MAY, 2009, NEWSLETTER and NOTICEof May 28th Board of Directors & Members Meeting
3:30 PM, THURSDAY, MAY 28TH OUR MEETING WILL BE HELD AT THE CAROLANDS, 565 Remillard Drive, Hillsborough, CA. Meet in the Garden (directions enclosed). Wear comfortable walking shoes.
It took nearly a century, but the historic house on the highest hill in Hillsborough is finally as resplendent as intended. Thanks to the determination of its owners, Charles and Ann Johnson, and more than $20 million spent on restoration, the 98-room Carolands mansion has been saved from deterioration. A coffee-table book, "Carolands," and a documentary, "Three Women and a Chateau," also celebrate Ann Johnson’s efforts and the history of Carolands. Carolands is a California Historic Landmark, and it's on the National Register of Historic Places. According to the book: "Carolands was abandoned and neglected for many years, but through its recent restoration, it looks today much as it did when it was built -- making it a rarity among the houses of its class and era." Its history is filled with dreams of grandeur, disappointments and brushes with destruction. Around 1912, Harriett Pullman Carolan, heiress to the Pullman railroad-car fortune and a leader of the San Francisco social scene, decided to build a grand estate on more than 500 acres that she and her husband, Frank, owned in Hillsborough. Carolan, one of the wealthiest women in the nation, commissioned celebrated French architect Ernest Sanson to design the more than 65,000-square-foot house, landscape designer Achille Duchêne to design the grounds and San Francisco architect Willis Polk to supervise construction. Sanson's design reportedly was inspired by, but not a copy of, Vaux le Vicomte, a French 17th century chateau that was said to be the prototype for the Palace of Versailles.
Construction began in 1914 while Carolan was in Europe, where she had already bought three antique rooms in 1912. Sanson designed three spaces in the Carolands where these rooms -- complete with wall panels, ceiling, flooring and fixtures -- were installed. In the meantime, Carolan continued to buy furniture for her estate. She hoped that it would be ready in time for her to welcome friends visiting the 1915 Panama-Pacific International Exposition in San Francisco, but that was not to be. While construction continued, the Carolans ran into money problems that even an infusion of cash and stock from her mother, Hattie Pullman, couldn't alleviate. Consequently, the ballroom and most of the landscaping were not completed. The other work was essentially done in 1916. Carolan and a staff lived there for most of 1917, said Paul Price of Berkeley, an amateur historian who has studied the early history of Carolands for decades. However, the Carolans separated in 1917. Harriett Carolan closed Carolands and never lived there except for occasional visits, including a prolonged one in 1924, Price said. Frank Carolan died in 1923. Harriett Carolan married Col. Arthur Frederic Schermerhorn in 1925 and made a few trips to Carolands, the last in 1927.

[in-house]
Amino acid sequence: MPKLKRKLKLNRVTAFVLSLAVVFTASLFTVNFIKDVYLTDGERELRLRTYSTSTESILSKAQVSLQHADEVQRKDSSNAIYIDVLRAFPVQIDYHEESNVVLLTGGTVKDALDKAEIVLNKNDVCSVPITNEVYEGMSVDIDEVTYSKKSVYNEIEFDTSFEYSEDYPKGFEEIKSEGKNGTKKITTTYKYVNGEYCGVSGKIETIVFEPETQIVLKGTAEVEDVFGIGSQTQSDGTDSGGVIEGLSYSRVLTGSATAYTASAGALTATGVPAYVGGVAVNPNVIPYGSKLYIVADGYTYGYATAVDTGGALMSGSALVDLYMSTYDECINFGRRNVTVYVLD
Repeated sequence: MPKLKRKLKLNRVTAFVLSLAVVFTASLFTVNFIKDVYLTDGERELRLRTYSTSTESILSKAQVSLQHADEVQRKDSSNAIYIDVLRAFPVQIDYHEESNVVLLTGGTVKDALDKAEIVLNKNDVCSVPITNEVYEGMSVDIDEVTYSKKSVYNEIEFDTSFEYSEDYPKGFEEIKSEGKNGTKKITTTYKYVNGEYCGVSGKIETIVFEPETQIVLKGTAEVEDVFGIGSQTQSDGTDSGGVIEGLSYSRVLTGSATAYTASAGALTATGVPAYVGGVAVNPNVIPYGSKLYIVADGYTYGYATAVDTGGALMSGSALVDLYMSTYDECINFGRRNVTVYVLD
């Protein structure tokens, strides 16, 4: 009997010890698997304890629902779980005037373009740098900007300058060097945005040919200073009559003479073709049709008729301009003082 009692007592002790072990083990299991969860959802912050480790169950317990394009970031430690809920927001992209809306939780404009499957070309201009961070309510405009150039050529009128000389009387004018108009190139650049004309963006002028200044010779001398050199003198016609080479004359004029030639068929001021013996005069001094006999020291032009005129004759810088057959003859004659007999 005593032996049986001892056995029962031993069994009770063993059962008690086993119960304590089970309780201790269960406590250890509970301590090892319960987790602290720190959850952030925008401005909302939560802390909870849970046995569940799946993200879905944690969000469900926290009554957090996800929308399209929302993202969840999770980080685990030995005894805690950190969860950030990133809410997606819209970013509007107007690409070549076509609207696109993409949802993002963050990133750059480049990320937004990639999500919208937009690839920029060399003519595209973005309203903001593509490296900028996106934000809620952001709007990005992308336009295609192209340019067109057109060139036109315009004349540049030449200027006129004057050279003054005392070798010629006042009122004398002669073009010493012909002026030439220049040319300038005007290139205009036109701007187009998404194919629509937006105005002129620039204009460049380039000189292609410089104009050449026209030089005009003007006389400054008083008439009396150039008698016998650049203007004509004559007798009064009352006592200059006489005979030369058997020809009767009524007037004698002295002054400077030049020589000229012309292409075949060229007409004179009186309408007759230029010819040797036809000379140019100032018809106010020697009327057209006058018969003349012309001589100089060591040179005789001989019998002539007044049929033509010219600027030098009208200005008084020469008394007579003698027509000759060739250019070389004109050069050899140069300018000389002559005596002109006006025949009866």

Over the years, various owners sold off the grounds for subdivisions, so that by the late '40s, it was down to about 5.65 acres, its current size. In 1950 the estate was threatened with destruction, but Lillian Remillard Dandini, a countess by marriage and the owner of the Remillard family's Bay Area brick factories, bought it. She renamed it Chateau Remillard and opened it to parties and other events even though her marriage had ended. The guest list included celebrities Liberace, Hillsborough neighbor Bing Crosby, the Rev. Billy Graham and opera stars. She lived there for 23 years but ran out of money. The house deteriorated and by the time she died, in 1973 at age 93, she was living in just a few rooms. She willed the house to the town to be used as a cultural center, but she had included no money to support her gift, so the town sold it. Oil and real estate heiress Roz Franks bought it for $313,000 in 1976, according to Wikipedia, and lived there for about 17 months. She lost the title in 1979 after a legal battle with developer George Benny, and he lost it to foreclosure in 1982 after being indicted on racketeering charges.